where p.Name.ToUpper().Contains(RemoveDiacritics(filter.ToUpper()))
             select p;

You even turn that code into an extension method. I have :)

6
  • 2
    How does this remove the accents from the value on the SQL side? As is, won't it only compare the upper-cased SQL value with the non-accented (upper-cased) C# value?
    – Kirk Woll
    Sep 14, 2011 at 15:16
  • 1
    @Kirk - You're correct, but I'm not sure it's possible to do it on the SQL side. I was about to post this same solution. Sep 14, 2011 at 15:18
  • 1
    @Adrian The method you showed me does remove the accentuation, but I cannot call it on the SQL side because LINQ does not find a translation to the DB, as pointed by Kirk and Justin. Would you guys say that there's a way of making it work without having to touch the database?
    – Smur
    Sep 14, 2011 at 17:55
  • 1
    @Felipe, I'm pretty sure this is impossible with straight Linq-To-Sql. However, you could write a stored procedure (or TVF) that integrates the collating suggestions described elsewhere. You can then add a method call to this SP in your datacontext.
    – Kirk Woll
    Sep 14, 2011 at 20:00
  • 1
    @Kirk I see, I'd then have to create a 'method' for that directly on my SQL Server Database. Seems pretty straightforward.
    – Smur
    Sep 16, 2011 at 13:29
0

Following Dunc's solution of changing the collation of the whole database, here is a full tutorial that deals with indexes, keys etc.:

https://www.codeproject.com/Articles/302405/The-Easy-way-of-changing-Collation-of-all-Database

(Just make sure to read all the comments first.)

2
  • 1
    Since this is not a new answer but rather an update to the already accepted answer, do you think it needs to be posted as an answer? IMO, a comment would be more appropriate. Mar 14, 2018 at 13:06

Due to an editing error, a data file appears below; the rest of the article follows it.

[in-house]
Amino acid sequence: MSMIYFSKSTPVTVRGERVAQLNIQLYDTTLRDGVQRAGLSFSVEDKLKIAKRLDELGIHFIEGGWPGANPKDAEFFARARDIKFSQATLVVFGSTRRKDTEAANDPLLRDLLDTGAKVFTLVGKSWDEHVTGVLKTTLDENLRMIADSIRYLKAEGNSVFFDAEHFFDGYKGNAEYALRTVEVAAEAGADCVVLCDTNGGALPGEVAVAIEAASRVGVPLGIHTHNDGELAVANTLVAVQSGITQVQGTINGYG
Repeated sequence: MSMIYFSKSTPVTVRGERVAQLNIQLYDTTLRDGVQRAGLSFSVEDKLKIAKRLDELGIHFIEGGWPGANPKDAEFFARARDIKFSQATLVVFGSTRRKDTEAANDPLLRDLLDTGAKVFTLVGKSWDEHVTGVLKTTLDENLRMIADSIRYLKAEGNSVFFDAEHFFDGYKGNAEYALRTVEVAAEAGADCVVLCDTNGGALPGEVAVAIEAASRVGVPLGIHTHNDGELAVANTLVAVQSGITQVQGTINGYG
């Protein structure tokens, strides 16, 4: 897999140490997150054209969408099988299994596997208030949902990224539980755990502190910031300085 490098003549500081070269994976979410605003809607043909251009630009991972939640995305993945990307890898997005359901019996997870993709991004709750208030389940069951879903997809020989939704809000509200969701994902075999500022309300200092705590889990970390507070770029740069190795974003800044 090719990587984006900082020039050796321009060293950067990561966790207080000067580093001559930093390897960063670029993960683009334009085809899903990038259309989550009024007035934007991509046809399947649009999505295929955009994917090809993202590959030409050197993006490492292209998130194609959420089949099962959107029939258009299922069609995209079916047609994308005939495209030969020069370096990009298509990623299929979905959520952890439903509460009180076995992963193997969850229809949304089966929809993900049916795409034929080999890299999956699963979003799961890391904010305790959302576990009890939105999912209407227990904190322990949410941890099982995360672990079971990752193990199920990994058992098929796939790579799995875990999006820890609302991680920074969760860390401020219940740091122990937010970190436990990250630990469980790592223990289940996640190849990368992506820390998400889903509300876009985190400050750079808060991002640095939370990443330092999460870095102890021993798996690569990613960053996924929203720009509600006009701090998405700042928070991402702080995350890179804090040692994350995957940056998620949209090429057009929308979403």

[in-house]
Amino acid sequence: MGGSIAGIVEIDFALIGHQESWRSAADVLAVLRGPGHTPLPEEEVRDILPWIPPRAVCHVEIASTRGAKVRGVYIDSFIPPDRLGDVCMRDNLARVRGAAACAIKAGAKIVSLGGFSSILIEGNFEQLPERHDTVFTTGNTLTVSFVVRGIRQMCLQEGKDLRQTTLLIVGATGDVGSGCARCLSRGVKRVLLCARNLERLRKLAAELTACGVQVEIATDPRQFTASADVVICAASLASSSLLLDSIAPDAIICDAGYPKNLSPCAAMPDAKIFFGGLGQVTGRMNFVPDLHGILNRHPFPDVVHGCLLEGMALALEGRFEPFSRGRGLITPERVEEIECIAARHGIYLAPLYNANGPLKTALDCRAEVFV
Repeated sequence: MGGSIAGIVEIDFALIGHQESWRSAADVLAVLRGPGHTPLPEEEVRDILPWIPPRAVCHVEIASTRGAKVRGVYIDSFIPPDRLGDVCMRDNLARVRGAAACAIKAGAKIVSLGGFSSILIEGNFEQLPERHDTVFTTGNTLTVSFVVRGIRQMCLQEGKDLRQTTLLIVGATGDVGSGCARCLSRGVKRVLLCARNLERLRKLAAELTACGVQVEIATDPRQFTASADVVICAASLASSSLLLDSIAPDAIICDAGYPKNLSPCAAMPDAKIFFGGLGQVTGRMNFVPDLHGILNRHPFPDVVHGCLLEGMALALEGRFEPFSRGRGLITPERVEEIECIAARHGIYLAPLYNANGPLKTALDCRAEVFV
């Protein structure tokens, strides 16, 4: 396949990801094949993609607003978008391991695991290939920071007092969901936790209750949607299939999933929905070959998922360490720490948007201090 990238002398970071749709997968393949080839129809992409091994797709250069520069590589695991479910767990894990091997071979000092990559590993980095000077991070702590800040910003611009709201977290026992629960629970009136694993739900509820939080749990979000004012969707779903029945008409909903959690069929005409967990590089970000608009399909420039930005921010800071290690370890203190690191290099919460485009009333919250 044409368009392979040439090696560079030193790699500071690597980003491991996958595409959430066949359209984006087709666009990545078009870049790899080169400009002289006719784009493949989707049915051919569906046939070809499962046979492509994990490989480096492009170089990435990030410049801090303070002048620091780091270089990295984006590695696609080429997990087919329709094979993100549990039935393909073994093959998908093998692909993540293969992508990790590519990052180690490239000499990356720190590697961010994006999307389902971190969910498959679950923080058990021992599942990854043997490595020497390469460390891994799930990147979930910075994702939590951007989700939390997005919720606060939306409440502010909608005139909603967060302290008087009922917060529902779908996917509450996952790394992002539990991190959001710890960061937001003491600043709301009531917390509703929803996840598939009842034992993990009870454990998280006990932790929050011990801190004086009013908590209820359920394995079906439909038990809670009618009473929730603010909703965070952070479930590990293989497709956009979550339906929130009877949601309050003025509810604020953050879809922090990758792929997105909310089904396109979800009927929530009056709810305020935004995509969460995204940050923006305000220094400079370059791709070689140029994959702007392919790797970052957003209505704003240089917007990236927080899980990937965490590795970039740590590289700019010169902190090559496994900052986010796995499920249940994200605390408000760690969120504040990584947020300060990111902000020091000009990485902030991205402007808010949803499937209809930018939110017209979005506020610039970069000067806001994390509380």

• I'm below 50 reputation, I can't comment on other users' posts! Otherwise it would have been my pleasure :)
    – LePatay
    Mar 14, 2018 at 13:11
0

If you use Linq-to-Entities, you could:

1. Create an SQL Function to remove the diacritics, by applying to the input string the collation SQL_Latin1_General_CP1253_CI_AI, for example:

CREATE FUNCTION [dbo].[RemoveDiacritics] (
@input varchar(max)
)   RETURNS varchar(max)

AS BEGIN
DECLARE @result VARCHAR(max);

select @result = @input collate SQL_Latin1_General_CP1253_CI_AI

return @result
END

2. Add it in the DB context (in this case ApplicationDbContext) by mapping it with the attribute DbFunction, for example:

 public class ApplicationDbContext : IdentityDbContext<CustomIdentityUser>
    {
        [DbFunction("RemoveDiacritics", "dbo")]
        public static string RemoveDiacritics(string input)
        {
            throw new NotImplementedException("This method can only be used with LINQ.");
        }

        public ApplicationDbContext(DbContextOptions<ApplicationDbContext> options)
            : base(options)
        {
        }
}

3. Use it in LINQ query, for example:

var query = await db.Users.Where(a => ApplicationDbContext.RemoveDiacritics(a.Name).Contains(ApplicationDbContext.RemoveDiacritics(filter))).tolListAsync();

being filter the string you want to search, in this case in the column name of the table Users of the DB.

0

As of Entity Framework Core 5.0 you can now alter the collation of the query on the fly for Linq to SQL.

So for your example, if I wanted to ignore both case and accents I would do something like:

(Note that we cannot use contains but we can use the SQL 'like' operator)

var result = from p in People
             where EF.Functions.Like(EF.Functions.Collate(p.Name, "Latin1_General_CI_AI"), $"%{filter}%")
             select p;

Latin1_General_CI_AI is Case insensitive (CI) and Accent insensitive (AI)

More information here on EF collations and case sensitivity for EF:

https://docs.microsoft.com/en-us/ef/core/miscellaneous/collations-and-case-sensitivity#explicit-collation-in-a-query

Your Answer

By clicking “Post Your Answer”, you agree to our terms of service, privacy policy and cookie policy

Not the answer you're looking for? Browse other questions tagged or ask your own question.